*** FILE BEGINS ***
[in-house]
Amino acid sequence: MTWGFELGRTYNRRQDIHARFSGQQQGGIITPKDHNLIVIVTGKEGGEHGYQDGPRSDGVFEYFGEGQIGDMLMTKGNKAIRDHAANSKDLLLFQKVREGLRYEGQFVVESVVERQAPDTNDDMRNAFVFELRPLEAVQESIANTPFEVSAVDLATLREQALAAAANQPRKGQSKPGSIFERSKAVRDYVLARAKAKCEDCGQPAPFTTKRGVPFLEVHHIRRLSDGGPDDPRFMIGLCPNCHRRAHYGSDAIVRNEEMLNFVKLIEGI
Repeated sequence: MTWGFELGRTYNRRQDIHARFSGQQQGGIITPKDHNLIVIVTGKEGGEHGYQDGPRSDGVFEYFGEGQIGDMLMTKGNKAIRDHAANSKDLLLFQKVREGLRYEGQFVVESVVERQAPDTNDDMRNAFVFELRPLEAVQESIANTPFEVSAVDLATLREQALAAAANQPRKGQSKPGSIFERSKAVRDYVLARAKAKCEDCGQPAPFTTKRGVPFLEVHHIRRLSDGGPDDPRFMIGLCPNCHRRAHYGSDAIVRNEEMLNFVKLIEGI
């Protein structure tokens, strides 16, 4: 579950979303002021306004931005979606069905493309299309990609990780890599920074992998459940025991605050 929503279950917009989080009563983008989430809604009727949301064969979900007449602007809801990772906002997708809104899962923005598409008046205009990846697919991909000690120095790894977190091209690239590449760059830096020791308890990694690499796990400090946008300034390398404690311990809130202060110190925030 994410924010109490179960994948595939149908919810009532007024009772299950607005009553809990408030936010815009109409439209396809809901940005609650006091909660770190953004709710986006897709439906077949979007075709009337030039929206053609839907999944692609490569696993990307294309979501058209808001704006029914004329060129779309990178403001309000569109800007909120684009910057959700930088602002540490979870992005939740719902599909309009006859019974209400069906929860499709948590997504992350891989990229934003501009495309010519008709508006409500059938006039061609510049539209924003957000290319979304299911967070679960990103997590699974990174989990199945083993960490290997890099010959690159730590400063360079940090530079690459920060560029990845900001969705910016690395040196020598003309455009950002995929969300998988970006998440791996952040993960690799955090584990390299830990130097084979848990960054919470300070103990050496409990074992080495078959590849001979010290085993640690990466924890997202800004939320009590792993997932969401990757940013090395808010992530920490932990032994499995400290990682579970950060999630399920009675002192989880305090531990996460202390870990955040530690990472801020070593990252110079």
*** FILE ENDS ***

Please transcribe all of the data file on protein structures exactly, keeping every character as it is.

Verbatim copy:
[in-house]
Amino acid sequence: MTWGFELGRTYNRRQDIHARFSGQQQGGIITPKDHNLIVIVTGKEGGEHGYQDGPRSDGVFEYFGEGQIGDMLMTKGNKAIRDHAANSKDLLLFQKVREGLRYEGQFVVESVVERQAPDTNDDMRNAFVFELRPLEAVQESIANTPFEVSAVDLATLREQALAAAANQPRKGQSKPGSIFERSKAVRDYVLARAKAKCEDCGQPAPFTTKRGVPFLEVHHIRRLSDGGPDDPRFMIGLCPNCHRRAHYGSDAIVRNEEMLNFVKLIEGI
Repeated sequence: MTWGFELGRTYNRRQDIHARFSGQQQGGIITPKDHNLIVIVTGKEGGEHGYQDGPRSDGVFEYFGEGQIGDMLMTKGNKAIRDHAANSKDLLLFQKVREGLRYEGQFVVESVVERQAPDTNDDMRNAFVFELRPLEAVQESIANTPFEVSAVDLATLREQALAAAANQPRKGQSKPGSIFERSKAVRDYVLARAKAKCEDCGQPAPFTTKRGVPFLEVHHIRRLSDGGPDDPRFMIGLCPNCHRRAHYGSDAIVRNEEMLNFVKLIEGI
């Protein structure tokens, strides 16, 4: 579950979303002021306004931005979606069905493309299309990609990780890599920074992998459940025991605050 929503279950917009989080009563983008989430809604009727949301064969979900007449602007809801990772906002997708809104899962923005598409008046205009990846697919991909000690120095790894977190091209690239590449760059830096020791308890990694690499796990400090946008300034390398404690311990809130202060110190925030 994410924010109490179960994948595939149908919810009532007024009772299950607005009553809990408030936010815009109409439209396809809901940005609650006091909660770190953004709710986006897709439906077949979007075709009337030039929206053609839907999944692609490569696993990307294309979501058209808001704006029914004329060129779309990178403001309000569109800007909120684009910057959700930088602002540490979870992005939740719902599909309009006859019974209400069906929860499709948590997504992350891989990229934003501009495309010519008709508006409500059938006039061609510049539209924003957000290319979304299911967070679960990103997590699974990174989990199945083993960490290997890099010959690159730590400063360079940090530079690459920060560029990845900001969705910016690395040196020598003309455009950002995929969300998988970006998440791996952040993960690799955090584990390299830990130097084979848990960054919470300070103990050496409990074992080495078959590849001979010290085993640690990466924890997202800004939320009590792993997932969401990757940013090395808010992530920490932990032994499995400290990682579970950060999630399920009675002192989880305090531990996460202390870990955040530690990472801020070593990252110079």